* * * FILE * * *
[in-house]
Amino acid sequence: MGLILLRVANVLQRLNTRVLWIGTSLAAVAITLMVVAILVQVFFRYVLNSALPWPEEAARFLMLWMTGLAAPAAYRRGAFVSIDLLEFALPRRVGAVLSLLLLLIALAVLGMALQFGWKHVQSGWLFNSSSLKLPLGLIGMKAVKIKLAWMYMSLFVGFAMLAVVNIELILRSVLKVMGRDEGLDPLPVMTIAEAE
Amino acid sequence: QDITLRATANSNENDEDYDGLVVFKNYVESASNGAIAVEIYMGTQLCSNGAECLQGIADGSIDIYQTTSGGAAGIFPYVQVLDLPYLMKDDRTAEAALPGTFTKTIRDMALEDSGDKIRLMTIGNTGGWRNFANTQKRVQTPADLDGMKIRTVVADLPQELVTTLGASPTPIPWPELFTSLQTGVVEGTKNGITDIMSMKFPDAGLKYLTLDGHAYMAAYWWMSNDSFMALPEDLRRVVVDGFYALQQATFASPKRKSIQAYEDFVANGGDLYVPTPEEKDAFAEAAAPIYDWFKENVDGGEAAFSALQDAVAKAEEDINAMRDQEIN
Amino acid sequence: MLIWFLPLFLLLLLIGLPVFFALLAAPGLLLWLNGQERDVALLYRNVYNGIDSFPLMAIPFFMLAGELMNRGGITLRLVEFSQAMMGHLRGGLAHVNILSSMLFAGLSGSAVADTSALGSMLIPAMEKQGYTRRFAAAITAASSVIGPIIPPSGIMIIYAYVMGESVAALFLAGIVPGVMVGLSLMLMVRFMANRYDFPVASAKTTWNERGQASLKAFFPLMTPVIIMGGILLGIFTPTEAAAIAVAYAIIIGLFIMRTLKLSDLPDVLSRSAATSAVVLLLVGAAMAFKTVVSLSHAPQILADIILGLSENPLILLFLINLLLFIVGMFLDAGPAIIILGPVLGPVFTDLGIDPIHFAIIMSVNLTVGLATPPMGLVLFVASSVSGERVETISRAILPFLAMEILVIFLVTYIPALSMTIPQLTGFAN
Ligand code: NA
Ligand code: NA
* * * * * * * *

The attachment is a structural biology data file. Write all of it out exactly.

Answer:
[in-house]
Amino acid sequence: MGLILLRVANVLQRLNTRVLWIGTSLAAVAITLMVVAILVQVFFRYVLNSALPWPEEAARFLMLWMTGLAAPAAYRRGAFVSIDLLEFALPRRVGAVLSLLLLLIALAVLGMALQFGWKHVQSGWLFNSSSLKLPLGLIGMKAVKIKLAWMYMSLFVGFAMLAVVNIELILRSVLKVMGRDEGLDPLPVMTIAEAE
Amino acid sequence: QDITLRATANSNENDEDYDGLVVFKNYVESASNGAIAVEIYMGTQLCSNGAECLQGIADGSIDIYQTTSGGAAGIFPYVQVLDLPYLMKDDRTAEAALPGTFTKTIRDMALEDSGDKIRLMTIGNTGGWRNFANTQKRVQTPADLDGMKIRTVVADLPQELVTTLGASPTPIPWPELFTSLQTGVVEGTKNGITDIMSMKFPDAGLKYLTLDGHAYMAAYWWMSNDSFMALPEDLRRVVVDGFYALQQATFASPKRKSIQAYEDFVANGGDLYVPTPEEKDAFAEAAAPIYDWFKENVDGGEAAFSALQDAVAKAEEDINAMRDQEIN
Amino acid sequence: MLIWFLPLFLLLLLIGLPVFFALLAAPGLLLWLNGQERDVALLYRNVYNGIDSFPLMAIPFFMLAGELMNRGGITLRLVEFSQAMMGHLRGGLAHVNILSSMLFAGLSGSAVADTSALGSMLIPAMEKQGYTRRFAAAITAASSVIGPIIPPSGIMIIYAYVMGESVAALFLAGIVPGVMVGLSLMLMVRFMANRYDFPVASAKTTWNERGQASLKAFFPLMTPVIIMGGILLGIFTPTEAAAIAVAYAIIIGLFIMRTLKLSDLPDVLSRSAATSAVVLLLVGAAMAFKTVVSLSHAPQILADIILGLSENPLILLFLINLLLFIVGMFLDAGPAIIILGPVLGPVFTDLGIDPIHFAIIMSVNLTVGLATPPMGLVLFVASSVSGERVETISRAILPFLAMEILVIFLVTYIPALSMTIPQLTGFAN
Ligand code: NA
Ligand code: NA